Bouchard said as the competitors have become more familiar with the rules and paperwork they are required to file before each fight, that part of the process has become more refined.

“It’s been a gradual process, and now everybody’s much more on the same page,” he said. “For the last event I’d say we had 99.8 percent of all the paperwork in 10 days ahead of the fights.”

Bouchard said just one fighter faced disciplinary action from the authority during 2012 with another suspension pending against a cornerman. Both cases involve unsportsmanlike conduct, a point of emphasis for the panel.

“We’re really looking for good sportsmanship because we really want this to be a family event,” he said.

Taking the next steps

Enhancing the fan experience at future MMA events is one of the major goals shared by the Combat Sports Authority of Maine, New England Fights executives and the rest of the state’s mixed martial arts community.

“I think one thing I’m happy we’ve been able to do is to create more of a family-friendly atmosphere,” said Peterson, whose promotion’s first card of 2013, Fight Night VI, will be held Feb. 2 at 6 p.m. in Lewiston. “Now fighters are coming up to me afterwards and talking about how they’re being asked to sign T-shirts and sign autographs, it’s cool to see.

“We want to promote a family-friendly environment and really celebrate what these athletes are accomplishing.”

That celebration eventually may involve expanding the NEF brand beyond its Lewiston comfort zone.

“We’re looking forward to having sellout shows in 2013 at some of the larger venues in the state,” Peterson said, “which we really believe is going to happen.”

And it may not stop there.

“The key now is to be able to branch out,” said Peterson of a promotion that’s named after an MMA podcast he started in 2006. “There’s a reason we’re called New England Fights. It’s important to give these athletes the opportunity to branch out beyond state lines, and I see that coming in 2013.

“We want to continue to develop fighters and help them get to the next level of opportunity. We want to see some guys who made their bones with New England Fights have the opportunity to make it to UFC or Bellator, some of the upper-tier productions.

“If they can do that, then it’s a credit to where they started and also lets other fighters know what’s possible out there.”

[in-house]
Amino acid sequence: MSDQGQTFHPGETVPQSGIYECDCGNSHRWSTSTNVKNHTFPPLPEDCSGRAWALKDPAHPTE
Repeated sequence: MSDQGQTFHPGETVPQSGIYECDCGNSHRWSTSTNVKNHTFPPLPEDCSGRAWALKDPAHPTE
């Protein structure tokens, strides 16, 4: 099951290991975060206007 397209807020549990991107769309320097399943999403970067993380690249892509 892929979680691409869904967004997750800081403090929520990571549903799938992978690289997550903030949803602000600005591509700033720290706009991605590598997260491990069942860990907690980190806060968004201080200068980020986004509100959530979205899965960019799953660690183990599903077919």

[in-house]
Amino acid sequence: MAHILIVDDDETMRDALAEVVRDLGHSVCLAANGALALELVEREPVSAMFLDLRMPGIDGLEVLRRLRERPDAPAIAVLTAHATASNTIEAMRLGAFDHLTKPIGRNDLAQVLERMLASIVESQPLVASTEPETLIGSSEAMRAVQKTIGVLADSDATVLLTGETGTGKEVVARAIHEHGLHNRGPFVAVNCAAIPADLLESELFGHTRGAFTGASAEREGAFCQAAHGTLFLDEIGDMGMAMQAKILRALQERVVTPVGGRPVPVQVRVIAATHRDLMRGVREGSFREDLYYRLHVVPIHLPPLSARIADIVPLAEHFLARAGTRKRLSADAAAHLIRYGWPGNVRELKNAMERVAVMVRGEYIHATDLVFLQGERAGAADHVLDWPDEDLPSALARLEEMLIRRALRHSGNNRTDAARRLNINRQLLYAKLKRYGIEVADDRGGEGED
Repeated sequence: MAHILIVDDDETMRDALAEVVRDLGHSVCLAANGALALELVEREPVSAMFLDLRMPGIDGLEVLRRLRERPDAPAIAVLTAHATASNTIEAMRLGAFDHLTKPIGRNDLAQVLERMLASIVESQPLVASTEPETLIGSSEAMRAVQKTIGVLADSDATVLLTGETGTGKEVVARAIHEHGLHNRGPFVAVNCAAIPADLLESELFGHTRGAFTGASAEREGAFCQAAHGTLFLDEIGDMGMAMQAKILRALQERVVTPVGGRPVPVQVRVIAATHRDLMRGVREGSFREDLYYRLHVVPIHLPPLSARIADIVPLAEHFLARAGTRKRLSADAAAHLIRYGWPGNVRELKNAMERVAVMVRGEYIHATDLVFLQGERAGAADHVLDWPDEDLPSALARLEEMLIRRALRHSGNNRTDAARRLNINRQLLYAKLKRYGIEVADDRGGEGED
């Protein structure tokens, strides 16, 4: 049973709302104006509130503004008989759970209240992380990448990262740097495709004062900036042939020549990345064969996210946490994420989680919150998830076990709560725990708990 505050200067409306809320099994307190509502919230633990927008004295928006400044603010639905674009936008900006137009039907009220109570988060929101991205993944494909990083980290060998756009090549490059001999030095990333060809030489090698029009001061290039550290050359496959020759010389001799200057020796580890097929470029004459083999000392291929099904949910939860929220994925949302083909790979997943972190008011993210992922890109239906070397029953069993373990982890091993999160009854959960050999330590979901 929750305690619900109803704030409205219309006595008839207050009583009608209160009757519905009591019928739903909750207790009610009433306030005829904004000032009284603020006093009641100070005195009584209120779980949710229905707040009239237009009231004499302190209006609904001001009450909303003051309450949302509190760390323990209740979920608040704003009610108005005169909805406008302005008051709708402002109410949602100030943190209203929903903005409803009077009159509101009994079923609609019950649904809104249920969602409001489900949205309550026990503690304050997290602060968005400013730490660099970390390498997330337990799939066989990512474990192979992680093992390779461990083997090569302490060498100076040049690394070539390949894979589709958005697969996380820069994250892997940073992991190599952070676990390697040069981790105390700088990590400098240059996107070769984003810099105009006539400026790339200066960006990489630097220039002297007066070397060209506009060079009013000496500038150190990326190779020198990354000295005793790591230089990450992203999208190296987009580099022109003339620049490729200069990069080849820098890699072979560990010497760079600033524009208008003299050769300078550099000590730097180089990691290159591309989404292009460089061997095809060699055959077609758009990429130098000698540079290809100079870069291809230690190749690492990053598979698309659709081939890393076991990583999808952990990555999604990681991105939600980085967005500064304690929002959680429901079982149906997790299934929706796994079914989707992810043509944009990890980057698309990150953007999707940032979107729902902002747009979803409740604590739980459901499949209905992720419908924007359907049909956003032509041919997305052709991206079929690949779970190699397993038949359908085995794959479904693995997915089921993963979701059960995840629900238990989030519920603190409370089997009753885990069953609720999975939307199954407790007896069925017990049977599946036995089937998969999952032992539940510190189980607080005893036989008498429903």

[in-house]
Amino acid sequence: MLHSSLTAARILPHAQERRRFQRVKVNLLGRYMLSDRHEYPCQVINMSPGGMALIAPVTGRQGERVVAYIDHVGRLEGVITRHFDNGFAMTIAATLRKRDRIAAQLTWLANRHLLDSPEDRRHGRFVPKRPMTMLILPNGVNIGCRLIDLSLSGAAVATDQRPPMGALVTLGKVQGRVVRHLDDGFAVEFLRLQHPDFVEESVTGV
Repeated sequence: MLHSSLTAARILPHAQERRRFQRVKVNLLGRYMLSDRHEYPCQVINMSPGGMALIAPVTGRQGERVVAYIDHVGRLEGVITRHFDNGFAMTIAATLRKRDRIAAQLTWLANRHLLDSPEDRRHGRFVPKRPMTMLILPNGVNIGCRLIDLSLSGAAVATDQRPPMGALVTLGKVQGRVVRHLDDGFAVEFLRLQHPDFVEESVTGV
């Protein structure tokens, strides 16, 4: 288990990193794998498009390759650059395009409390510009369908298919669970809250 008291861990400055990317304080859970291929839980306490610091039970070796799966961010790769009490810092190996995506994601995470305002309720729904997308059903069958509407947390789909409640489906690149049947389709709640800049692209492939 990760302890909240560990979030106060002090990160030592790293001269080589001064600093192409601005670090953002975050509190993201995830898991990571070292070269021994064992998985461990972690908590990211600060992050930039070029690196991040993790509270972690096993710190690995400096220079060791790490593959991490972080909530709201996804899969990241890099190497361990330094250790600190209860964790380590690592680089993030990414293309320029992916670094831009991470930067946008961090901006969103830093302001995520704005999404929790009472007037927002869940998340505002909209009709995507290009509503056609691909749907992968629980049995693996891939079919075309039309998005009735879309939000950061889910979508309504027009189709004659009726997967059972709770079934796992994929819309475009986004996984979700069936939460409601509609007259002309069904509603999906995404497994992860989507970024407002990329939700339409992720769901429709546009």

Brand enhancement may help the NEF withstand what is expected to be increased competition from other MMA promotions in the region that see the healthy attendance numbers in Maine and want a piece of the market.

“I think people see a lot of potential for mixed martial arts in Maine,” said Bouchard. “We’ve definitely reached out, and we also have received inquiries from out-of-state promotions expressing their interest in coming to Maine.

“I think you’re definitely going to see other promotions coming in.”

Siggins, who has seen the number of MMA promotions in New England and New York grow from a handful just a few years ago to 18 to 20 in 2012, also expects increased interest in the Maine market. Though given general economic conditions, the state’s small population base and the additional travel costs related to staging more northern-based cards he’s unsure of the ultimate level of that interest.

“A number of other promotions are looking favorably at Maine,” he said, “but they don’t know the amount of marketing work Nick does and the amount of PR that Matt has done to get these guys where they are.”

“Those costs all add up, and that’s what a lot of the smaller and upstart promotions down here don’t fully comprehend about MMA in Maine.”

Peterson and DiSalvo plan to focus on self-improvement.

That includes crowning additional NEF Maine champions in 2013 and upgrading such elements of their Fight Night cards as the showmanship involved in fighters’ cage entrances.

Siggins, for one, is confident Peterson and DiSalvo have the wherewithal to keep NEF on an upward track.

“Some things that Nick and Matt have learned during the first year they’ll improve upon because they’re smart businessmen,” said Siggins. “They’ll fine-tune their approach so they won’t have 20 fights on a card again, they’ll have 14 or 15 and they’ll put on a great show in 3 or 3½ hours.

“They’ll also crown one or two more new champions this year. I’m sure Nick and Matt would like to always have a couple of Mainers fighting for their Maine championship, but I also think the fans mostly want to see great fights.”

And as for the specter of increased competition?

“We expect that at some point,” Peterson said, “but we will be prepared.”

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Ernie Clark

Ernie Clark is a veteran sportswriter who has worked with the Bangor Daily News for more than a decade. A four-time Maine Sportswriter of the Year as selected by the National Sportscasters and Sportswriters...